On 2nd September, 1914 enlisted in the York & Lancaster Regiment (Private No. 15035) later transferring to RNVR Drake Battalion on 10th September,  1914

Joseph served in Gallipoli in 1915 and was killed in action and was originally buried in the dead ground behind the British trench Trotman Road (to the right of Regent Street). Most trenches had names.

He is listed on the Wath War Memorial and remembered at Redoubt Cemetery Helles Turkey.

William Bettney – a plasterer by trade

William Bettney born on 21 May 1890 in Wath he was the son of Richard, a coal miner and Sarah. In 1901 they lived at Market Terrace, Wath.

On 26 December, 1913 William married Harriet Matthews (sister of the five Matthew brothers – see their story).

William enlisted in K.O.Y.L.I. Service No. 4177 and in 1915 fought in France. On the 25 June 1916 William received a gun shot wound to his left hand, then in September 1916 William was gassed and suffered from shell shock.

William was a plasterer by trade, but did not work again after the war due to ill health.

William was awarded the British War Medal and the Victory Medal.

William died in 1958.

John George Scarbor – hated his cold wet billet!

John George Scarbor born in York on the 5th September, 1876 son of William and Esther Scarbor.  In 1901 the family were living at Fulford Street, Water Fulford, York were John like his father worked as road labourer for York Corporation.  In 1903 on 11th April John married Edith Champrey in Fulford, York, and in 1911 they lived in Stillingfleet, York and John was a cowman on a farm.  Around this time they moved to Campsall and John worked at Campsmount.

When war broke out John joined the army, but was too old to fight on the front line but was enlisted  in the Home Defence in the Bedford Regiment, this being a  Home Defence Regiment.  John undertook his  training  at Harlow Carr near Harrogate.  The conditions here was really poor, wet and cold and John hated it! After he completed his training he was transferred to Hartlepool for coastal defence, and was billeted  in near derelict property, but John said  this was still much better than at Harlow Carr!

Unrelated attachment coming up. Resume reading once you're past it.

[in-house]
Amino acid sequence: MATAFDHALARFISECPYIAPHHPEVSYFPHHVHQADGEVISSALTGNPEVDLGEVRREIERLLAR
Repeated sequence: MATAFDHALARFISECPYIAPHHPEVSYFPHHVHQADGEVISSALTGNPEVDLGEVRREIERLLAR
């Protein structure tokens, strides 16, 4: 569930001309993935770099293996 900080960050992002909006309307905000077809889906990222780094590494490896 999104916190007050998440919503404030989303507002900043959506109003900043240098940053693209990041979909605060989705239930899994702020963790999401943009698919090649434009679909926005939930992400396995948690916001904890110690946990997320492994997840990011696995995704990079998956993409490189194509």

After the war John returned to Campsmount as a gardener, then  later worked for Pilkingtons Glass Works at Kirk Sandall as a  gardener/groundsman .

John died in June 1939 and has buried at Kirk Sandall, he was living at King George Square, Kirk Sandall at the time of his death.

Peter Gasper Codiferro a pastry cook with the family business

Peter was born on the 10th June,  1889 in Deal, Kent son of Swiss born parents, Petre Antonio Codiferro a Pastry Cook and Confectioner and Maria, Peter had a brother Henry born 1896 in Deal who in 1911 was an apprentice photographer.

In 1911 Peter was also a pastry cook  with the family business alongside his parents they resided at 4 High Street, Deal.

Peter married Edith Emma Knott on 4th April, 1915 in Willesborough, Kent and later that year enlisted on the 16 November 1915 in Normanton, Yorkshire into the KOYLI.

Henry served with the Duke of Cambridge Own Middlesex Regmt.  and was killed in action in France on 16th August, 1916 and is remembered on the Threpval  Memorial and the Hounslow Middlesex war memorial,  at the time the family were living at 171 Beach street, Deal.   In 1919 on the 18th March Peter was appointed Second Lieutenant in the Land Forces.

By 1922 Peter and Edith lived in the Wakefield Area, Peter worked for the Civil Service Insurance for about 18 months then transferred to Wakefield Probate Registry retiring in 1953 as Assistant Chief Clerk.  During Peter’s career in Wakefield he was a member of numerous organisations and societies e.g. Honorary Sec. of YMCA for nine years,  Church sec. and Deacon of the Zion Church for 32 years, Treasurer of Clayton Hospital Trust Fund to name but a few.

Sadly in 1949 Edith died.  In 1951 Peter remarried to Ella Hunter in Sunderland.  Ella had been a nurse from 1942 to 1951 and had nursed at the Clayton Hospital in Wakefield.   Peter and Ella moved to Harrogate in 1963 where sadly Peter died of lung cancer aged 79.

William Isaac Tasker and Henry Asher Mabbott

William Isaac Tasker and Henry Asher Mabbott were friends born in Lincolnshire in the late 1800s. They moved to Doncaster to work as Porters on the railway. Porters helped passengers on the platforms and loaded the train carriages. They were exempt from military service.

By 1918 William and Henry were living together at 42 Prospect Place in Hyde Park. They were both members of the National Union of Railwaymen.

Henry sadly died in 1918, but better news followed as William married Henry’s sister, Rose Mabbott, later that year. They had a son in 1920. By 1939 they had moved to 76 Harrowden Road in Wheatley, and William still worked on the railway as an LNER Guard. The third man in this photograph is called Mr Johnson. We are unsure of his background, but he seems to be a good friend of William and Henry.